Dhaka, Nov. 12: The challenges that South Asia faces today as a region were no longer susceptible to “national solutions”, Prime Minister Manmohan Singh declared at the 13th Saarc summit here today. He, therefore, argued for “an imperative need to change and overcome the divisions of history and politics to forge a new architecture of mutually beneficial economic partnership”.
However, at the same time, in an obvious reference to Pakistan and Bangladesh, he argued that this would not be possible unless there is “zero tolerance for cross-border terrorism and for harbouring of hostile insurgent groups and criminal elements”.
India accuses Pakistan of promoting cross-border terrorism on its territory and Bangladesh of harbouring north-eastern militants hostile to it.
Proposing that South Asian countries should not only reconnect themselves but also connect themselves with their larger Asian neighbourhood, Singh today suggested several bold measures for economic integration.
His proposals included each member country providing transit facilities to third countries to its immediate neighbours, India offering reciprocal facility of daily air services to the designated airlines of Saarc countries, the creation of a South Asian university, a contributory regional food bank, a South Asian development fund for poverty alleviation, the establishment of a Saarc high economic council, a South Asian dialogue on energy and setting up retail outlets for textiles and handicrafts of each country in the capitals of the other members.
As an initial gesture, he suggested that India would hold a “South Asian car rally” before the next summit to “symbolise vividly our regional identity and also draw attention to the urgent need to improve our Saarc transport infrastructure”.
Underlying these proposals for expansion of trade and transit, sharing of the knowledge base, reducing food insecurity and opening markets was the condition that “no member country should allow its territory to be used against the interests of another member country”. The unequivocal stress on cross-border terrorism and harbouring of militants suggested that his reference to “failed states” in India’s neighbourhood yesterday was deliberate.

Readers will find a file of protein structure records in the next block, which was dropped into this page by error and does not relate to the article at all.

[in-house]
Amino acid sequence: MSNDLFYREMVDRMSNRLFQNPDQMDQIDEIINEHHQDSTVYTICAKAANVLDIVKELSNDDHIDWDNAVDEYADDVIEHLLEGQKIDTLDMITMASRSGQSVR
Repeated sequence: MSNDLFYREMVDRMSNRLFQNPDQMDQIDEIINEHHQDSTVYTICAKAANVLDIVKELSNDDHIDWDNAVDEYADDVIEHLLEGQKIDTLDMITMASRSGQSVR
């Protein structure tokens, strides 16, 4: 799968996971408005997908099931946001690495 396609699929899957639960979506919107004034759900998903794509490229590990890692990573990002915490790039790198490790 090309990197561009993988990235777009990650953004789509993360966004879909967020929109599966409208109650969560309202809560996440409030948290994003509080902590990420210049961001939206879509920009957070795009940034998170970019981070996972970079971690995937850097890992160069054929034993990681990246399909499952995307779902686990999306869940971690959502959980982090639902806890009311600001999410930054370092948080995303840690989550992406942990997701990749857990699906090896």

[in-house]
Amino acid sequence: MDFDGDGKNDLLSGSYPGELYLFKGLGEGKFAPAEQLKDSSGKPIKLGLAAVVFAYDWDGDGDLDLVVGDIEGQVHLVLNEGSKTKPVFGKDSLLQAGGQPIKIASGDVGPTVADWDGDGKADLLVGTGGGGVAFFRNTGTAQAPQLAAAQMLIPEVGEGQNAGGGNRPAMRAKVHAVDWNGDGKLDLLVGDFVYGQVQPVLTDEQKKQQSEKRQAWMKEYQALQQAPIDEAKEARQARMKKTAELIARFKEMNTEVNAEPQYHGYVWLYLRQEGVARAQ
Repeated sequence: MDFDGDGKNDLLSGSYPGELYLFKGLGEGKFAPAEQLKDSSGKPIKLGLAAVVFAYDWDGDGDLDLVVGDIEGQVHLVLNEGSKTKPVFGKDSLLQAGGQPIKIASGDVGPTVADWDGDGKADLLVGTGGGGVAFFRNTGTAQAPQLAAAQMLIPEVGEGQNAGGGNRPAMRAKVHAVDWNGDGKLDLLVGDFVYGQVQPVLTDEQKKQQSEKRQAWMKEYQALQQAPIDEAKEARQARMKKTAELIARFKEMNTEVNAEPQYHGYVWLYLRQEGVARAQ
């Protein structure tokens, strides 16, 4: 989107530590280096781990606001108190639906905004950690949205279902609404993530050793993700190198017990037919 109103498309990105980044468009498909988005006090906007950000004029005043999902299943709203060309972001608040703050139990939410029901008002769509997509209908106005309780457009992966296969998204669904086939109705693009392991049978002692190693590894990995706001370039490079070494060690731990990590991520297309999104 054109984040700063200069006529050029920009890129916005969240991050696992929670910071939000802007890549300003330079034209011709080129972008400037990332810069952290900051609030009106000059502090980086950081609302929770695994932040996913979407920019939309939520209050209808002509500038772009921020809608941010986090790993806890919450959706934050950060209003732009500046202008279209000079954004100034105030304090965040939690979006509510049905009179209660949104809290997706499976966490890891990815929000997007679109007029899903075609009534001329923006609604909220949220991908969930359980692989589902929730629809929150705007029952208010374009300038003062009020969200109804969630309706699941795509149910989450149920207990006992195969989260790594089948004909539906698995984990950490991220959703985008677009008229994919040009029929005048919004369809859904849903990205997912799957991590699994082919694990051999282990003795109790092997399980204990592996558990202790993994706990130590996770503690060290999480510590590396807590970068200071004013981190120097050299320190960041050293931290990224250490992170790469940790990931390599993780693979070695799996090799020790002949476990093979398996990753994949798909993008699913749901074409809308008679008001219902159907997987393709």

Even today, he reiterated to India’s neighbours about what they stood to gain by making each other secure and the costs of lack sensitivity to the concerns of others. He argued that “more liberal movement of people and goods across our borders requires greater sensitivity on the part of all member countries to pressing concerns” of others. Only when there was “mutual confidence and a collective commitment against the scourge of terrorism” could any progress on trade and other economic interaction be achieved, he insisted.
The burden of Singh’s address was that the initial blueprint of regional cooperation charted 20 years ago under Saarc had fallen short of expectations. It neither matched the success of such efforts either in Asia, like Asean, or in the rest of the world.
Referring to Asian resurgence based on “rebuilding of pre-colonial arteries of trade and commerce”, Singh asked: “My question is, is Saarc prepared to be an integral part of this emerging Asian resurgence or is it content to remain marginalised at its periphery'” South Asia, he argued, cannot claim that it is at the “crossroads of Asia” while remaining disconnected within the region. “Without the latter, the former is not possible,” he asserted.
Reconnection of the subcontinent was essential as only this, the Prime Minister suggested, would allow South Asia “to reclaim the prosperity that is undoubtedly our due”. India, he said, was willing to provide transit to all its neighbours to third countries and urged others to follow suit. At present, Pakistan does not allow the transit of Indian goods to Afghanistan and beyond, Bangladesh does not allow the transit of Indian goods to its north-eastern states, and India is yet to allow Dhaka to evacuate power from Bhutan or Nepal.
Saarc seems to have arrived at a compromise on Afghanistan’s membership and China’s request to be associated with it.
Afghanistan may well be invited to become the eighth member and China may be approached to sign an MoU for cooperation.
Although no final decision has been taken yet, this could be the way out, pending the framing of criteria and modalities for associating other countries as dialogue partners or observers.
Prime Minister Manmohan Singh had an important meeting with his Bangladesh counterpart Begum Khaleda Zia.
Besides dwelling on the Saarc process — Bangladesh takes over the chairmanship of Saarc this year — Singh assured her that India wanted “the very best of relations” with Dhaka.
As if to assuage the anti-India suspicions of the ruling BNP, Singh said India would deal with “any government elected by the people of Bangladesh”.